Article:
And so back to AXA REIM, whose CSR report identifies the need to engage, to measure and to explore. To achieve this, all functions within an organisation must be involved if it is to live up to its corporate promises here. In a property investment context, this must also distinguish the contribution of the tenant occupier. British Land recognised this critical aspect by operating environmental groups that not only allow for dialogue with tenants on environmental matters but also facilitate a wider understanding of their business objectives and operations, leading to a foundation of trust, relationship and partnership.

But perhaps the most pressing matter in engaging property fund managers is to present relevant information in a language they understand - the language of asset values, investment returns and implications for absolute and relative performance.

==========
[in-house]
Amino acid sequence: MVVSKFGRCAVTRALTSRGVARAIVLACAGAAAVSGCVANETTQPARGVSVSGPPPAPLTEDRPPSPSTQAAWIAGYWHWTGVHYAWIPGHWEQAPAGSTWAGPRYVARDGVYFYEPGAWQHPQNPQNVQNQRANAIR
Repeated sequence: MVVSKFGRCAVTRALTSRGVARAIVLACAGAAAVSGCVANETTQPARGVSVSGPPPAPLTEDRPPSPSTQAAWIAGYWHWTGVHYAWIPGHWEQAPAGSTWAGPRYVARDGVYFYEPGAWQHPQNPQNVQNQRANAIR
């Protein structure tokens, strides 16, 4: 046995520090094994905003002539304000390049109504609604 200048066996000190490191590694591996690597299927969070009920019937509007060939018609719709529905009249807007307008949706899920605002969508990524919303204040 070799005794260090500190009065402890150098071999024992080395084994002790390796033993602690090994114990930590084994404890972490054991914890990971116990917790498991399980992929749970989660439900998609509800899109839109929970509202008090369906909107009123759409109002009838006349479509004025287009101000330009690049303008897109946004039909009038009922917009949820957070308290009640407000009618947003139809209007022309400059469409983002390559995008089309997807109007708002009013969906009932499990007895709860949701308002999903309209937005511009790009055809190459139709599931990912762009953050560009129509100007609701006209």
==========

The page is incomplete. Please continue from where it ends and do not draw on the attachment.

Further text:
More UK fund managers probably raised their heads on hearing about their government's recent proposals to prohibit the trading of assets below a certain EPC grade than did so when hearing that their building emits 54.25 kgCO2/m2/quarter.

Andrew Szyman is head of sustainability at F&C REIT Asset Management and co-chair of the United Nations Environment Programme Finance Initiative, Property Working Group. On behalf of the United Nations Environment Programme Finance Initiative, (UNEPFI) Property Working Group